Events, features and things to do for families in New Hampshire
By Joel B. Green
Helping individuals who receive support services, who may need a voice that they have yet to discover, we as providers may take for granted. It often isn’t given the value it deserves.
To reach out and lend your heart and hand to make a real connection with someone who really needs to connect with their communities is a vital element in the art of helping and can bring great joy to all of us that participate in this activity on a daily basis.
Each connection creates more joy, which ultimately has a multiplier effect for the individuals we support, the community and those of us paid or unpaid to make this connection. This also assures the helper they are doing the right thing, which can often be disguised under layers of rules, regulations and systemic constructs that may be well intended, but at the same time, tend to crush creativity.
Creativity and the Individual Service Plan need to marry and go beyond the typical comfort zone by identifying goals that will lead to less formalized service delivery, and to more natural occurrences of community connection, membership and contribution for the individuals we serve as providers.
One way to tap into the collective creativity of a community is to form alliances with the artistic community and the service provider community. A coalition of creative people and deeply committed service providers may in some cases help to solve community access challenges by aiding the people we are trying to connect to the community to find their expressive voice through art, music, theater, etc.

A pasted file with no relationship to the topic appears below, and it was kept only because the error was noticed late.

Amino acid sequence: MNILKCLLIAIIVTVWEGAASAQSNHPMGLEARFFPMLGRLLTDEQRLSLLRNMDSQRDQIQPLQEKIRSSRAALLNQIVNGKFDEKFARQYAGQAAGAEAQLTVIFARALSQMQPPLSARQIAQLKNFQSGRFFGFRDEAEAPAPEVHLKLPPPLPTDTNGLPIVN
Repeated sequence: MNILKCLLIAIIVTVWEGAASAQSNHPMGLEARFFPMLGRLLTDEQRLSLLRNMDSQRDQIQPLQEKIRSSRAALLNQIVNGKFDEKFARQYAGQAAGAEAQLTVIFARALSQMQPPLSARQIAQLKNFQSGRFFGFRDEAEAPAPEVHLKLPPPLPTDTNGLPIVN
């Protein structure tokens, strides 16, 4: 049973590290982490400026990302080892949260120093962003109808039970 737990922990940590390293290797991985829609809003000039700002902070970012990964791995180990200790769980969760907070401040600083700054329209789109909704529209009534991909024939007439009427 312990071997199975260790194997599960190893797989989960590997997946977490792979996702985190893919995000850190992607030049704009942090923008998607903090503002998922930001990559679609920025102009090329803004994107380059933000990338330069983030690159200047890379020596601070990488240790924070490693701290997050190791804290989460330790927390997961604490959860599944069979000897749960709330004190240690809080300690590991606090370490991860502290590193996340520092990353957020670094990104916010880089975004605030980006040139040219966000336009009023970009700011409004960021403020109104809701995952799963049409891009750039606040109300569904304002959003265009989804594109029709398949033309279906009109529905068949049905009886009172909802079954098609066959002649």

Art’s relationship to those who may live with a disability has proven to result in very positive social, cognitive and educational outcomes. A good example of this connection can be found in Reading, Mass., where the Center for Emerging Artists has helped individuals express themselves through fine art, specifically painting, for a number of years. Their paintings and other work have sold well thus giving them earned income typically above minimum wage, and have been exhibited in many public places where they have been recognized as the artists that they have become and thus connecting them with their communities.
The art connection may in fact help individuals drastically improve their quality of life. We need not label our activities with professionally designed terms such as social integration to help an individual achieve the happiness as a tangible and real presence in their communities can bring, which we all hope will be a part of all our lives. It’s really a matter of doing the right thing, using our instincts, seeking advice and most importantly, learning to walk in the shoes of the people we support in a hyper-vigilant way that recycles throughout the time we spend with each person.
We need to celebrate differences and warmly embrace that which we all share in the things we like and want in our lives. We need to really take stock of what it is each person really needs as defined by them and those who know them best, and then help them and their families truly pursue it with the least amount of roadblocks and obstructions as possible.
Joel B. Green has been working in human services for more than 30 years largely supporting people who live with intellectual challenges and their families. He is the President and CEO of Community Services Council of New Hampshire.